Fluoride is the anion of the element fluorine. An anion is a negatively charged atom. As one such atom of fluorine is identical to all such others, the fluoride added through fluoridation is identical to that which has always existed in water. As groundwater flows over rocks, it picks up fluoride ions which have been leached from calcium fluoride and fluorosilicates in those rocks.
These fluoride ions are to what is commonly referred as being “naturally occurring” fluoride.
When hydrofluorosilic acid (HFA) is added to drinking water, due to the pH of that water (~7), the HFA immediately and completely hydrolyzes (dissociates). The products of this hydrolysis are fluoride ions, identical to those which have always existed in water, and trace contaminants in barely detectable amounts well below EPA-mandated maximum allowable levels of safety. After this point, HFA no longer exists in that water. It does not reach the tap. It is not ingested. It is therefore of no concern, whatsoever.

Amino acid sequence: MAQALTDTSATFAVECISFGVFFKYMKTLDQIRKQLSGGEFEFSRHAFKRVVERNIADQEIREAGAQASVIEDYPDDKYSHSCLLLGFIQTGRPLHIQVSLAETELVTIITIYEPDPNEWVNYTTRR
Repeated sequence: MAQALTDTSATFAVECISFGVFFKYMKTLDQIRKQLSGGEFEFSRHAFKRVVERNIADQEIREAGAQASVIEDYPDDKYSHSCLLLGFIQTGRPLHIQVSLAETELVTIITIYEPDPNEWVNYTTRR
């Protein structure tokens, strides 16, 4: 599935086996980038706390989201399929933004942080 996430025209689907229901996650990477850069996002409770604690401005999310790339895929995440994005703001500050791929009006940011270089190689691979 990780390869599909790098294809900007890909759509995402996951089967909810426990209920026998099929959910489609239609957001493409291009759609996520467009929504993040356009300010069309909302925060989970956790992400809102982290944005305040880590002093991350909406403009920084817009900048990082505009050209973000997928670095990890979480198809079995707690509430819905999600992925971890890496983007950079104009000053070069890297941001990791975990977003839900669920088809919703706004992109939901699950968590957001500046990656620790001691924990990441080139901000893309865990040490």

2. A Safety Data Sheet for raw, undiluted HFA, or any other raw, undiluted routine water additive, is irrelevant to consumers.
In regard to that water which is consumed and otherwise utilized, it makes no difference what is its content before it reaches the tap. All water at the tap must meet the rigid EPA mandated quality certification requirements under Standard 60 of NSF International. Standard 60 requires that no contaminant be present in water at the tap in excess of 10% of the EPA maximum allowable level (MCL) for each. Fluoridated water easily meets all Standard 60 certification requirements. A complete list of the contents of fluoridated water at the tap, including precise amounts of any detected contaminants, and the EPA maximum allowable level for each, may be found in the “Fact Sheet on Fluoridation Chemicals” on the website of NSF International:
In order to detect any contaminants at all in fluoridated water at the tap, 10 X the manufacturer’s recommended single use amount of HFA must be used. Even in this 10 X amount, contaminants are only detected in less than 50% of random samples taken, with the amount detected being so far below EPA mandated maximum allowable levels of safety that it is not even a certainty that those detected contaminants aren’t those which already exist in water naturally.